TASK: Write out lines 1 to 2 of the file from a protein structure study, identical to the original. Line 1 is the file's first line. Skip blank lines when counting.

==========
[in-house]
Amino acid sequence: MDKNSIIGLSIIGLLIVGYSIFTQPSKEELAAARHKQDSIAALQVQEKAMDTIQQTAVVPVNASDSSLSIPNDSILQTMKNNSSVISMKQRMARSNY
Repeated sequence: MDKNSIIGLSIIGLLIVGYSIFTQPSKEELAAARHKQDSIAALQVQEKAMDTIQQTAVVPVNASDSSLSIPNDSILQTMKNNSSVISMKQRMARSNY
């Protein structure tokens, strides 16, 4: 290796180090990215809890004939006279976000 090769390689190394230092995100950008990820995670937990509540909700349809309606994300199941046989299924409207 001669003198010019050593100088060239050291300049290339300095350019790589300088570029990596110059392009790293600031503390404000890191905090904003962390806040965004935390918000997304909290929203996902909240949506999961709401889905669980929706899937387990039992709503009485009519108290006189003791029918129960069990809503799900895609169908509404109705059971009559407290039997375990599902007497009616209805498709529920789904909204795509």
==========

[in-house]
Amino acid sequence: MDKNSIIGLSIIGLLIVGYSIFTQPSKEELAAARHKQDSIAALQVQEKAMDTIQQTAVVPVNASDSSLSIPNDSILQTMKNNSSVISMKQRMARSNY